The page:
Watchdogs, Oversight and Ontario's Thin Blue Line: How the Stakes Got So High
Andrew Loku lay on the floor dead. Near his body was the hammer the 45-year-old had been holding when police pumped two bullets into his chest.
His death, in the hallway of a Toronto apartment building last July, had unfolded in a matter of moments — it was five minutes from the time a neighbour called police until the fatal confrontation with police.
From there, the timeline stretches out. It would be eight days before Ontario’s police watchdog, in search of answers, interviewed the officer who shot Loku. It would be nine more months before the public was told what had happened.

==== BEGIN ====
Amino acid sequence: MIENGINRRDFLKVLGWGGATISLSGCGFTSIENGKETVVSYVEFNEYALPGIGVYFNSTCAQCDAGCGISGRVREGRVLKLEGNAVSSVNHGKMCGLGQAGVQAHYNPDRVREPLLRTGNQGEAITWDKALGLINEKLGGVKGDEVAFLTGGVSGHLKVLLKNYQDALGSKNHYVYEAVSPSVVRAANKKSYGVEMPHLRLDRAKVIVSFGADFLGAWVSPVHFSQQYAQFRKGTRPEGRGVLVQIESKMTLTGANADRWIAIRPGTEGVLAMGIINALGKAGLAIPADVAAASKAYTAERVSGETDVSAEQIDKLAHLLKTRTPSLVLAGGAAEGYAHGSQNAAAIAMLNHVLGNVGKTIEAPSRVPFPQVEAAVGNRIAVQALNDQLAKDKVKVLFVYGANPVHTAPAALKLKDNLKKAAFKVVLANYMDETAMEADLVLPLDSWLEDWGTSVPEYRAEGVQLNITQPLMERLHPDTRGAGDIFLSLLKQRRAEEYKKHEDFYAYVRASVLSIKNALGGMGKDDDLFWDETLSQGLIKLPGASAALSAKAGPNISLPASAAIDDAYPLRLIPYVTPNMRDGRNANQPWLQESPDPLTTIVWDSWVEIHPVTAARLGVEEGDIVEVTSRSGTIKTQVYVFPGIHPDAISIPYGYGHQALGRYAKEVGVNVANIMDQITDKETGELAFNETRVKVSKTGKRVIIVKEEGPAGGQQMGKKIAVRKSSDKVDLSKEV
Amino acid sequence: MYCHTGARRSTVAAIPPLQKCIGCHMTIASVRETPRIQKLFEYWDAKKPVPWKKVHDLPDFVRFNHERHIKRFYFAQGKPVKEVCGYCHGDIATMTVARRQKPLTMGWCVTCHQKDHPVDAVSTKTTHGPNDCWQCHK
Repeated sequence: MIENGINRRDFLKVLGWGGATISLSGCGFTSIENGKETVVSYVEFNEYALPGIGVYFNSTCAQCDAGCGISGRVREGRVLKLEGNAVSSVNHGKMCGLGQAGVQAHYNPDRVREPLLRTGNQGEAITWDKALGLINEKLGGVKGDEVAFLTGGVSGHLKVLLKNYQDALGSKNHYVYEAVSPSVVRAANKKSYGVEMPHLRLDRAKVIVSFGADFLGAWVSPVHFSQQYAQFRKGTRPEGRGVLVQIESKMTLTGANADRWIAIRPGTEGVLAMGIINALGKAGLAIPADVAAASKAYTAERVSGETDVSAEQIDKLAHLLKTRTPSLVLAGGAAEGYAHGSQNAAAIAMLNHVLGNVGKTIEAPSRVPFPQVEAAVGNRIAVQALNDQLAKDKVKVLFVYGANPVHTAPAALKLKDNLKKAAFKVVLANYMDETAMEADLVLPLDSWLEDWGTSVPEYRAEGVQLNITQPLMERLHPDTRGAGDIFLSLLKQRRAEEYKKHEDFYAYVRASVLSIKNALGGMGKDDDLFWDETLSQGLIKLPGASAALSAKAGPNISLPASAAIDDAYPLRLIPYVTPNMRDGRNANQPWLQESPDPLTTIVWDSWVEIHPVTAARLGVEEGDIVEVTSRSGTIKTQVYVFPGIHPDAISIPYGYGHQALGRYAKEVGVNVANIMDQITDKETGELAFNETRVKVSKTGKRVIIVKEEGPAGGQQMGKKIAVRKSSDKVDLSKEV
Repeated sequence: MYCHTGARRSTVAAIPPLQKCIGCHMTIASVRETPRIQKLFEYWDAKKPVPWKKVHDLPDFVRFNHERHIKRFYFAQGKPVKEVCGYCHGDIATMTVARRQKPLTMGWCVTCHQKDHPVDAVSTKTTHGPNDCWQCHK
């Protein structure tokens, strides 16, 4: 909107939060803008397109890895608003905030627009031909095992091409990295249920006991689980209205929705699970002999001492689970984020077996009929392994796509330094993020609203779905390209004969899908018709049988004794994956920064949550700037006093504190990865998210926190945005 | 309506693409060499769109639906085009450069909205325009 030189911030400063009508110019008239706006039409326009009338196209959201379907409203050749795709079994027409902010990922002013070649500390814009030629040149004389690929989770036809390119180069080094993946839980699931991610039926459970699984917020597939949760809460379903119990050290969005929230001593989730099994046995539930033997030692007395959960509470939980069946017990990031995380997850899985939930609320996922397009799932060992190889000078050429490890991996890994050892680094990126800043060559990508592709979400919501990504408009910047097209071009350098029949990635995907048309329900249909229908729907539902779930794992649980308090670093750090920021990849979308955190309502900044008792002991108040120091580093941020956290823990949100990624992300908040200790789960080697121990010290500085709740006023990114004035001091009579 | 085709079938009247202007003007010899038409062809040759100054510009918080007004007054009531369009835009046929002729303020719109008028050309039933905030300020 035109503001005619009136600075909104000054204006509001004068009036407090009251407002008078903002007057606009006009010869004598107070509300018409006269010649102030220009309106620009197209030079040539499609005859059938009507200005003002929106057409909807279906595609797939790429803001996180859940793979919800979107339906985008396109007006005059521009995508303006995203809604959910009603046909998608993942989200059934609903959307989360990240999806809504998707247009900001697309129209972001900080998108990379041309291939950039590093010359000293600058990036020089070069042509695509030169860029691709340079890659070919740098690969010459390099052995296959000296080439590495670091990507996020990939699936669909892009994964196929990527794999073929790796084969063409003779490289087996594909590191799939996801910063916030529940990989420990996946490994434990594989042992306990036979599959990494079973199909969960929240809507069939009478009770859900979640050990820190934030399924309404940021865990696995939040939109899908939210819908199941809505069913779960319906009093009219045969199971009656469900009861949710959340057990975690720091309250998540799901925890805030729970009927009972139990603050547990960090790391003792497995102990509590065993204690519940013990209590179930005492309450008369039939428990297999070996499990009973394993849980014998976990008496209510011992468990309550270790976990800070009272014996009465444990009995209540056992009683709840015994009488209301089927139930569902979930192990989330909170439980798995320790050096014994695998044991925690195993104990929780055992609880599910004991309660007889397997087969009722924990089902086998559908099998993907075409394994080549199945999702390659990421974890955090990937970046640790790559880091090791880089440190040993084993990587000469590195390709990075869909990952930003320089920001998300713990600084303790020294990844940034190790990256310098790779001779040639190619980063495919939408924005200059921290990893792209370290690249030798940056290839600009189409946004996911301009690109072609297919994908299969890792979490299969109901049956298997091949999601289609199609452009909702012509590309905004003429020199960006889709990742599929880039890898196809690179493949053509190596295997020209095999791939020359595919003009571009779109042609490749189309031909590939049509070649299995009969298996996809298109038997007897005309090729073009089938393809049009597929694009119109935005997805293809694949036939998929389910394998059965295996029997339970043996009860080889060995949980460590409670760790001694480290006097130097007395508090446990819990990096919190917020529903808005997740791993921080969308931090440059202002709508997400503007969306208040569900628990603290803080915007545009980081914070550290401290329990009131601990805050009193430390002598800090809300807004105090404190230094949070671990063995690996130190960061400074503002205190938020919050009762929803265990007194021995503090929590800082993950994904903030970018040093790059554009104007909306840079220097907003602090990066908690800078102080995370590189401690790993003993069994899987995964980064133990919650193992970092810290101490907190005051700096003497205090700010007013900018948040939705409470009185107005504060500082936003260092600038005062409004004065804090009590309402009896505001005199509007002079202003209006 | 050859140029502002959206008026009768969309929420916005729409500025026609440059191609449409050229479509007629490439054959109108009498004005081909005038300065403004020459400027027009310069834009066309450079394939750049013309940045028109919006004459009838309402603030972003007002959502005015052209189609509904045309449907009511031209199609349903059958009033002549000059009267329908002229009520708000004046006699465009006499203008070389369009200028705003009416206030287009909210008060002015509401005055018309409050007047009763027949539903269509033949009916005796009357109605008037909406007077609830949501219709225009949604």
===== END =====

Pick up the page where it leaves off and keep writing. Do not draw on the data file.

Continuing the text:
Next March, eight months from now, Ontarians will find out whether the events of that night in Toronto will prompt a fundamental change to the oversight of police forces in this province.
It is change, some say, that has been years in the making.
Beare, Margaret and Dawson, Tyler.
"Watchdogs, Oversight and Ontario's Thin Blue Line: How the Stakes Got So High."
(08 July 2016):